She was back. Schatzi, that is. And in the weeks since she’d been here (but who’s counting?), she hadn’t aged a bit! She was still a whirling dervish of energy, barking, jumping on the furniture, taking over my bed and my chair. and getting in my face every second that she wasn’t sleeping. In classic “the other dog’s toys are much better than mine” mode, almost all of my toys came out of their corner bins and onto the living room floor. Some had not been out of their bin in years.
Most of the time, I just let Schatzi do her thing. Whenever I had enough, I gave her a growl or a lip curl, or just stared her down. She would always back away, thank goodness.
Somewhere along the line, however, I had to put my paw down. Schatzi is the ultimate affection hound, demanding constant attention, but there was no way I was going to let her get more affection from Heather and Mike than I got. I’ll allow her takeover of my dog bed and my camp chair, but I’m not budging from my space in bed between Mike’s legs on a fleece blanket. I reluctantly let Schatzi in the bed at all (I turned my nose away), but she was not getting my personal favorite spot. And when we were sitting in front of the TV in the living room, I would let Schatzi have my usual camp chair, as long as I got the chair closest to Heather, even if I had to crawl over a TV table to get there. Not on my watch, girlfriend.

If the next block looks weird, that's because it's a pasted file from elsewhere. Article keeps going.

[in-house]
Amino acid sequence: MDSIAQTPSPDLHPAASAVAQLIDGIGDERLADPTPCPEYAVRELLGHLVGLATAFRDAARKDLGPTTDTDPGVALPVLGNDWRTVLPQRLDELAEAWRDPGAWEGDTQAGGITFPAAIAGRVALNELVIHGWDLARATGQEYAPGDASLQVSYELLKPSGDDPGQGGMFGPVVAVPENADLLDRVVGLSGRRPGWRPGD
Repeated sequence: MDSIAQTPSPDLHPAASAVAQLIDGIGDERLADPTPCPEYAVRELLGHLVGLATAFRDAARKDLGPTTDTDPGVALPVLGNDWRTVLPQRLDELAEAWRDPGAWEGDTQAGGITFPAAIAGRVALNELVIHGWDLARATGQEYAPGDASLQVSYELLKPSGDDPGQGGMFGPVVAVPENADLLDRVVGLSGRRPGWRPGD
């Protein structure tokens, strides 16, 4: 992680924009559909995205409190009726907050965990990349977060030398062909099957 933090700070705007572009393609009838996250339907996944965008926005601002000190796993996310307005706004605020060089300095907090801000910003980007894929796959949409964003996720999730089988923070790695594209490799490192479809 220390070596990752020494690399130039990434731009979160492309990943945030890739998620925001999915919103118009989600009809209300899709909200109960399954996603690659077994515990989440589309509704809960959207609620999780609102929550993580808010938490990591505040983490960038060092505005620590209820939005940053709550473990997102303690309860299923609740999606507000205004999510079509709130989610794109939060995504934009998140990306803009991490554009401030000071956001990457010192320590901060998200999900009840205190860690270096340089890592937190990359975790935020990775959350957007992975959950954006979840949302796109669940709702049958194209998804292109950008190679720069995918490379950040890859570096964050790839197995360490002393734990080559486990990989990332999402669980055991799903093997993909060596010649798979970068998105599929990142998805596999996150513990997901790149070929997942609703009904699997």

While I was able to maintain my position in the pecking order during Schatzi’s visit, I’m not totally sure that she got the message. Not from the way she followed Heather around from room to room and whined whenever Heather went outside without her to work in the garden or talk to the neighbor kids. Those kids were all crazy about Schatzi, until she barked at them or pulled them along when they were trying to manage her when Heather let them hold her leash on a walk around the neighborhood. That was OK, though. Compared to Schatzi, I was easy to handle, so the kids liked walking me, and they finally started to appreciate me a little. I got more comfortable with them as well.
Having Schatzi around was fun (and she even brought a scary Halloween tug toy that I liked a lot), but I needed a good rest after she left. Asserting yourself as the alpha dog is tiring when it’s another dog you have to dominate instead of just the usual humans.
The afternoon Schatzi left was the first one without Daylight Saving Time. That means taking an earlier afternoon walk every day, and as a result having time to get in an extended nap before dinner. I’m looking forward to sinking back into my restful winter routine.